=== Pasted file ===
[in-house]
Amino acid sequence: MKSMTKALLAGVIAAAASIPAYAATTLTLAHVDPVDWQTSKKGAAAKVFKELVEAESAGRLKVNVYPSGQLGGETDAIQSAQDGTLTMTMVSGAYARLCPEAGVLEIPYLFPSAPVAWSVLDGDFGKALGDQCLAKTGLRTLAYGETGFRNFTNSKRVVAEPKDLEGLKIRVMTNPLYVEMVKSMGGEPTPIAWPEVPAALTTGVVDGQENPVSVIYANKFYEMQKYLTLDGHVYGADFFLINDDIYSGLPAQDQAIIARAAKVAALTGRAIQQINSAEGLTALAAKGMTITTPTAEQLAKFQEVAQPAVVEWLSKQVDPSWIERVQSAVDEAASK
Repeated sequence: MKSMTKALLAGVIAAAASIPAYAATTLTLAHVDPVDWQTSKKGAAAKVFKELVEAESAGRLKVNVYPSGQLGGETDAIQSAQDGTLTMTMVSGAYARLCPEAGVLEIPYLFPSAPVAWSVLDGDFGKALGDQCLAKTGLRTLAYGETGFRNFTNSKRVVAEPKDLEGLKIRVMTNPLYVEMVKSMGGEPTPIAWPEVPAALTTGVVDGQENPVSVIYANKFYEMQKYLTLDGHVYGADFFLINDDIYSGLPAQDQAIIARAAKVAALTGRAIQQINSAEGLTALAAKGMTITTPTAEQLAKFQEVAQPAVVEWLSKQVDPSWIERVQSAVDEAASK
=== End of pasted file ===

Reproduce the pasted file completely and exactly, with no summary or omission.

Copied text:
[in-house]
Amino acid sequence: MKSMTKALLAGVIAAAASIPAYAATTLTLAHVDPVDWQTSKKGAAAKVFKELVEAESAGRLKVNVYPSGQLGGETDAIQSAQDGTLTMTMVSGAYARLCPEAGVLEIPYLFPSAPVAWSVLDGDFGKALGDQCLAKTGLRTLAYGETGFRNFTNSKRVVAEPKDLEGLKIRVMTNPLYVEMVKSMGGEPTPIAWPEVPAALTTGVVDGQENPVSVIYANKFYEMQKYLTLDGHVYGADFFLINDDIYSGLPAQDQAIIARAAKVAALTGRAIQQINSAEGLTALAAKGMTITTPTAEQLAKFQEVAQPAVVEWLSKQVDPSWIERVQSAVDEAASK
Repeated sequence: MKSMTKALLAGVIAAAASIPAYAATTLTLAHVDPVDWQTSKKGAAAKVFKELVEAESAGRLKVNVYPSGQLGGETDAIQSAQDGTLTMTMVSGAYARLCPEAGVLEIPYLFPSAPVAWSVLDGDFGKALGDQCLAKTGLRTLAYGETGFRNFTNSKRVVAEPKDLEGLKIRVMTNPLYVEMVKSMGGEPTPIAWPEVPAALTTGVVDGQENPVSVIYANKFYEMQKYLTLDGHVYGADFFLINDDIYSGLPAQDQAIIARAAKVAALTGRAIQQINSAEGLTALAAKGMTITTPTAEQLAKFQEVAQPAVVEWLSKQVDPSWIERVQSAVDEAASK